The Artists were chosen by Ryan Stanier (Fair Director TOAF) and Mark Westall ( Creative Director FAD) and they will have a piece of their work exhibited by poster In an exhibition at The Boxpark Gallery.
There will also be an art opening on Thursday May 3rd which will have live + performance art, Music + free drink + much more.
In the lead up to this event FAD will be showcasing each of the 14 Artists who were chosen
#SIX: Sam Shendi
1.If you weren’t an artist, what else would you be?
If I wasn’t born an artist then I would like to be an architect.
2. Can you tell us more about your work and what are the main ideas you would like to express? As a sculptor my work has taken on a journey from realism to abstraction.
Being Egyptian, I can never quite shake the legacy of my country’s history. Durability and beauty are very important to me. Simple geometric shapes and complex construction echo from ancient Egyptian design in my practice today.
I strip the human nature down to its essence, then expresses it in a sculptural language with architectural qualities. The finished works are uniquely bold and playful. My belief is that society doesn’t need a complex idea or thought. A simple shape that allows comfortable viewing without weighing on the eye or soul can captivate the viewer and provoke reactions
Inspired predominately by the obelisk shape from architecture of ancient Egypt, I started to use this to represent the most simplistic way of depicting the human figure. Affecting the height, outline, colour, adding in more detail, using different materials gives endless ways to manipulate this shape, I can create limitless bold human figures.
3. How do you start the process of making work?
I am old school. I like to sketch; I am constantly sketching my ideas. They always flow, as around me is a lot of inspiration. After a prolific period I stop and then when I have gathered my thoughts I go back through and look at them and the right sketch speaks to me. Then I start the progress of planning measurements, sizes, and choosing material.
4. Do you consider the viewer, when making your work?
I consider my work, like a writer writes his book. The sculptures speak about my own experiences and they reflect my own emotion or response to something in society. My imagination has to flow without having boundaries. It is my language to communicate with the viewer.
5. Name 3 artists that have inspired your work?,
I believe the artist has to represent the time that the artist is in, and we cannot deny the fact that art draws inspiration from the past. I have not enough space to write all the artists over the generations who have inspired me but if I narrow this to three then; Alexander Calder, David Smith, Richard Serra
6. Name 3 of your least favourite artists.
I have no least favourite artist, as I believe every artist out there who has managed to carve his or her name in history. Then whatever their work is I respect that.
7. What defines something as a work of art?
In the past it was always an intelligent form of expression. In the society now, everything is art. Now I feel that some of the art out there has become insulting to fine art. At the end of the day, I guess it is how the individual opinion interprets it. I define it as a quality of idea, workmanship, depth of thought and individual skill.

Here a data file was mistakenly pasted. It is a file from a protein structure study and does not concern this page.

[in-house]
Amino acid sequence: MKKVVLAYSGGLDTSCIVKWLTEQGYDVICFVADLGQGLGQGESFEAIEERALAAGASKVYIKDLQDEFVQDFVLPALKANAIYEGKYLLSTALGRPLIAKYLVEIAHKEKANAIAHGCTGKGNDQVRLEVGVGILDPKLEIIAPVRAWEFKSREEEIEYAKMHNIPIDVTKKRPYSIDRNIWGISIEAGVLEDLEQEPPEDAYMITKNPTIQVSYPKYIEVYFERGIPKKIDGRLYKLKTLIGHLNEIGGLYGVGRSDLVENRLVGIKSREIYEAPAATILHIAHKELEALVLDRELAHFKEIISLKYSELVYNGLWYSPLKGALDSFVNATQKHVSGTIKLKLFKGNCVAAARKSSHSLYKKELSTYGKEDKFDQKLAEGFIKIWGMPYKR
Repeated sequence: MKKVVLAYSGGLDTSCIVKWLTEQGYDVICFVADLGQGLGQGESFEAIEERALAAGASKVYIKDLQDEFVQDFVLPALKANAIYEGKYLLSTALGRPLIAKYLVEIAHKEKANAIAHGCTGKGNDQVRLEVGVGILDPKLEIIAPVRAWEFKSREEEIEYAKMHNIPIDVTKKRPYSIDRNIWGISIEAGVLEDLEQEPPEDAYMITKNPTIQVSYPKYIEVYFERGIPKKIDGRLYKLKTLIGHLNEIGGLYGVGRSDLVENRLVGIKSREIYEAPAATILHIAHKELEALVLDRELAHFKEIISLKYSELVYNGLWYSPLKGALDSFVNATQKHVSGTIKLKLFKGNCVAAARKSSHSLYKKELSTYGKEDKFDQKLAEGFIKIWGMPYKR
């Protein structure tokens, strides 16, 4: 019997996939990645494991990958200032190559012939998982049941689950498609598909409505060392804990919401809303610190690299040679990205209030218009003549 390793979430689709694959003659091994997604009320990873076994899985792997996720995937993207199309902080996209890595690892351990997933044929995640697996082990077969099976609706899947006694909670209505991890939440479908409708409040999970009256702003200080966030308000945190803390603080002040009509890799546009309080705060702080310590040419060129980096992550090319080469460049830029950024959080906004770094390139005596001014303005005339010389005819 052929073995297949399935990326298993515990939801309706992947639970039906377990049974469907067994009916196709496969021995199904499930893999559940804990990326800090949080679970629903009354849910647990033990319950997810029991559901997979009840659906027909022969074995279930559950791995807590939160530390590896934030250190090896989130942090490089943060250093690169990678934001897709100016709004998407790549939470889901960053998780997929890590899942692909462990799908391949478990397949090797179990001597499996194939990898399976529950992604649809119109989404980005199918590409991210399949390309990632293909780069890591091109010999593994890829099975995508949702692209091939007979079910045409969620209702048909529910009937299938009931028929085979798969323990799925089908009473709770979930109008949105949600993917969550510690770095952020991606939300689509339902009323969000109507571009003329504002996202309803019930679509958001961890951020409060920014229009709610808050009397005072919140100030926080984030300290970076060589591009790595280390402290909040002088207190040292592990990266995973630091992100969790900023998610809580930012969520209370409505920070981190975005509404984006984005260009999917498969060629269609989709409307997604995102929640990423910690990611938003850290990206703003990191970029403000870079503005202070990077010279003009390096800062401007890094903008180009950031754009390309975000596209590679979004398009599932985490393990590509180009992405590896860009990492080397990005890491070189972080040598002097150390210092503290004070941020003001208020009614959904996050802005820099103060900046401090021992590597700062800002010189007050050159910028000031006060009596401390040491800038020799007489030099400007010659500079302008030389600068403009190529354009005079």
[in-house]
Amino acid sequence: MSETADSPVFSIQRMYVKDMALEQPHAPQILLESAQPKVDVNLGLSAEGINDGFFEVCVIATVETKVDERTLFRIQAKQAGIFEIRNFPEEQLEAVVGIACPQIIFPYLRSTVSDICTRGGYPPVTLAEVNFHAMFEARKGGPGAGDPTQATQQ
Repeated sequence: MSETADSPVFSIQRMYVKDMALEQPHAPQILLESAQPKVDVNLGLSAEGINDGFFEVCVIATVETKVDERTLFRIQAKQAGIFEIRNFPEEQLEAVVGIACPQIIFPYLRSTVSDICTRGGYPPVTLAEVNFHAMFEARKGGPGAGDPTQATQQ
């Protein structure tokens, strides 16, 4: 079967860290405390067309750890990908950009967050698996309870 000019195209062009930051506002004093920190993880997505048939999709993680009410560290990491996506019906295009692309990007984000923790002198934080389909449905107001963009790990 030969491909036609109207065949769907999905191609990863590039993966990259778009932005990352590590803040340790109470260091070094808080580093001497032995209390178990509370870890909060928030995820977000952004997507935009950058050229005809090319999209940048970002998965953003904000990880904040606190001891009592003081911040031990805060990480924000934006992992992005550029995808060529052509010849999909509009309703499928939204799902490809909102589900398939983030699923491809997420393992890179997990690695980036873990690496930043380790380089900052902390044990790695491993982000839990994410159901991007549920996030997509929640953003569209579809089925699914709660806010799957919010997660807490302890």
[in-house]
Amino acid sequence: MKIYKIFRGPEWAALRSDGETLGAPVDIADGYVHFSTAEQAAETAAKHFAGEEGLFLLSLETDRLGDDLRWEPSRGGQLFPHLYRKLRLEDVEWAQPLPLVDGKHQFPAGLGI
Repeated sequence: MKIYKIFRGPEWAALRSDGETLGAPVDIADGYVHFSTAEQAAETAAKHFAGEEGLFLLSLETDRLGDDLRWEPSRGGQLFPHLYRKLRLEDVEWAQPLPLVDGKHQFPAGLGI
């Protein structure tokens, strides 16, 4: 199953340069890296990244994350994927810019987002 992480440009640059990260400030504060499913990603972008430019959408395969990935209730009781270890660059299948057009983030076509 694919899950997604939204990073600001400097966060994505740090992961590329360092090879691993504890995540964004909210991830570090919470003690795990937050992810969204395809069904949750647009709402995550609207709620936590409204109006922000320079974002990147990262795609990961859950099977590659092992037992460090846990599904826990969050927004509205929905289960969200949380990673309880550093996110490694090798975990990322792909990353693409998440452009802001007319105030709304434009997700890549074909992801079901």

8. In times of austerity, do you think art has a moral obligation to respond topically?Art has to represent contemporary society as I said before. I am not sure that it needs to be a moral obligation but it is a tool for artists to responds towards issues existing within and around the society that they are in. Art doesn’t just need to be beautiful but that which is portraying issues, political, natural, economic etc. It is important that the viewer understands the artist’s point of view by his artwork.
I have created a few pieces for a political reason but it’s not going to change the world. At best the viewer may learn or consider a different point of view from it.
9. Anytime, any place – which artist’s body would you most like to inhabit?
10. What is your favourite ‘ism’?
Realism, Dadaism, Modernism, Cubism, Expressionism mix all of these together and you find my Shendism
11. What was the most intelligent thing that someone said or wrote about your work?‘Your work brings back traditional values of art in a time when this has started to disappear’.
12. And the dumbest?
Really I haven’t had any silly comments as my work attracts all kinds of people no matter age or education.
13. Which artists would you most like to rip off, sorry, I mean appropriate as a critique of originality and authorship?
If I had an opportunity I would be honored to take on Alexander Calder’s work.
14. Do you care what your art costs? State your reasons!
I wish! As I insist on using high quality material to give the sculptures identity and durability for generations then it has taken me a few years to build a body of work to present me in public. I think if I had thought about cost, I would have created from anything just to be recognised in public. It has taken me 12 years to achieve a limited body of work that I am proud of putting my name to.
15. If Moma and the Tate and the Pompidou wanted to acquire one of your works each, which would you want them to have?
For the Tate I would like to give ‘Urgency’ and for Moma I would like to give ‘The Diner’ and for the Pompidou I would give ‘The Keyhole’. The three of which I would produce in a larger scale.
16. What’s next for you?
To tell you the truth, I have no idea; all I know is my work is showing at the moment in a few places in London. As I am in the earlier stages of establishing myself then I cannot predict how the general public will take me. I am sure we will soon find out….
The Other Art Fair + FAD pre fair party Thursday May 3rd 2012 from 6pm at Boxpark
Join The Facebook Event for more info and a free drink: www.facebook.com/